DON'T MISS: Our full SXSW coverage here

The location of the experience is a secret. Fans who successfully booked one of the super exclusive appointments to visit Westworld gathered at a bar in Austin to catch a shuttle.

Before we boarded, guests climbed the stairs to a rooftop bar that served as an office for Delos, the mysterious corporation behind theme-park destinations like Westworld.

A Delos "employee" dressed in all white asked my name, gave me a once-over, and said, "You're a black hat." Apparently she saw more rebellious rogue than do-gooder in me.

See the rest of the story at Business Insider

Elon Musk wants to colonize Mars with SpaceX — here's what he said it will be like as one of the first residents


elon musk spacex relaxed bored leaning falcon heavy dave mosher business insider 2x1

  • Elon Musk, the founder of SpaceX, wants to put 1 million people on Mars.
  • During a Q&A at South by Southwest in Austin, Texas, on Sunday, Musk revealed what he thinks life will be like for the colonizers of Mars.
  • Musk said being an early resident on Mars will be difficult and dangerous.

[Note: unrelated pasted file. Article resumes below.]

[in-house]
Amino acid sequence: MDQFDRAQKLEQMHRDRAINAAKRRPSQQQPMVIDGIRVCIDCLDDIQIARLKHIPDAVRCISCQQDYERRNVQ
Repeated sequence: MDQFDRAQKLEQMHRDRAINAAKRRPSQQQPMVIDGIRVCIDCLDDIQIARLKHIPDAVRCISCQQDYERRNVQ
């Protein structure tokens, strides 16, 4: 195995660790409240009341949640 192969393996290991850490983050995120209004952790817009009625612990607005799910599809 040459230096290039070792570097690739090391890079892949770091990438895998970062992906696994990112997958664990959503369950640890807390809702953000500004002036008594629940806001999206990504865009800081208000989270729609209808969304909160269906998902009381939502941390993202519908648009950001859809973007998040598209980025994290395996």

Elon Musk said being one of the first people to colonize Mars won't be glamorous.

Speaking during a Q&A at the South by Southwest festival in Austin, Texas, on Sunday, the SpaceX founder addressed his plans to colonize Mars and what it will be like for those early pioneers on the red frontier.

According to Musk, there's a misconception that a base on Mars will serve as "an escape hatch for rich people."

"It wasn't that at all," Musk said of his colonization vision. "For the people who go to Mars, it'll be far more dangerous. It kind of reads like Shackleton's ad for Antarctic explorers. 'Difficult, dangerous, good chance you'll die. Excitement for those who survive.' That kind of thing."

"There's already people who want to go in the beginning. There will be some for whom the excitement of exploration and the next frontier exceeds the danger," Musk continued.